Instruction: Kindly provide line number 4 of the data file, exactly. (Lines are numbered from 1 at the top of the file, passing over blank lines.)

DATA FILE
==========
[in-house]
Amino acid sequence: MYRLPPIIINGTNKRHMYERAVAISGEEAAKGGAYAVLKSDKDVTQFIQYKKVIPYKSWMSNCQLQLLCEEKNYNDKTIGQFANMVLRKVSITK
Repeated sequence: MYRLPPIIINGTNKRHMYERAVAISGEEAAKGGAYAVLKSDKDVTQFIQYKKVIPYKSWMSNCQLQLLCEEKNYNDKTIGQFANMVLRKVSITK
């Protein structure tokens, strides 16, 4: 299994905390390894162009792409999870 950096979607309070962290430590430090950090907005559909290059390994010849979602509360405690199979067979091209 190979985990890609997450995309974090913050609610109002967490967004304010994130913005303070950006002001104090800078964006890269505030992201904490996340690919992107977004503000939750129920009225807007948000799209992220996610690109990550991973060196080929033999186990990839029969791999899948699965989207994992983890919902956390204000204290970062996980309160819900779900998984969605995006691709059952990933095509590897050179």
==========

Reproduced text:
């Protein structure tokens, strides 16, 4: 299994905390390894162009792409999870 950096979607309070962290430590430090950090907005559909290059390994010849979602509360405690199979067979091209 190979985990890609997450995309974090913050609610109002967490967004304010994130913005303070950006002001104090800078964006890269505030992201904490996340690919992107977004503000939750129920009225807007948000799209992220996610690109990550991973060196080929033999186990990839029969791999899948699965989207994992983890919902956390204000204290970062996980309160819900779900998984969605995006691709059952990933095509590897050179």